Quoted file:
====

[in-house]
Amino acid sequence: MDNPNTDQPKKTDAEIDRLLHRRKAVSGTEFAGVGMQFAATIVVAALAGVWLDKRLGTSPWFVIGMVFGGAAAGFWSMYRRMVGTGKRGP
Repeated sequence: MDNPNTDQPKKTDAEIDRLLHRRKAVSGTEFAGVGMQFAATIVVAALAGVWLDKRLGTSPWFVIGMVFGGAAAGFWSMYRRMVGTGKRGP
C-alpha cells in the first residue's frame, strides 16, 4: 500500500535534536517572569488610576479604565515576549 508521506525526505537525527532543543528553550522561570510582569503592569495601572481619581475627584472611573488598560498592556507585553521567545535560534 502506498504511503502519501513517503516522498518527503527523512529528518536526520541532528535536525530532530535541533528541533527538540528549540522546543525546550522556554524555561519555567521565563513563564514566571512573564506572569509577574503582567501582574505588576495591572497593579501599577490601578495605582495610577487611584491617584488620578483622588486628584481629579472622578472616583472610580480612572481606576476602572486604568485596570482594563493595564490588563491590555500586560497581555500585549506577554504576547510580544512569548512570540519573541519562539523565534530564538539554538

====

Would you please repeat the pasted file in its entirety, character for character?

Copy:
[in-house]
Amino acid sequence: MDNPNTDQPKKTDAEIDRLLHRRKAVSGTEFAGVGMQFAATIVVAALAGVWLDKRLGTSPWFVIGMVFGGAAAGFWSMYRRMVGTGKRGP
Repeated sequence: MDNPNTDQPKKTDAEIDRLLHRRKAVSGTEFAGVGMQFAATIVVAALAGVWLDKRLGTSPWFVIGMVFGGAAAGFWSMYRRMVGTGKRGP
C-alpha cells in the first residue's frame, strides 16, 4: 500500500535534536517572569488610576479604565515576549 508521506525526505537525527532543543528553550522561570510582569503592569495601572481619581475627584472611573488598560498592556507585553521567545535560534 502506498504511503502519501513517503516522498518527503527523512529528518536526520541532528535536525530532530535541533528541533527538540528549540522546543525546550522556554524555561519555567521565563513563564514566571512573564506572569509577574503582567501582574505588576495591572497593579501599577490601578495605582495610577487611584491617584488620578483622588486628584481629579472622578472616583472610580480612572481606576476602572486604568485596570482594563493595564490588563491590555500586560497581555500585549506577554504576547510580544512569548512570540519573541519562539523565534530564538539554538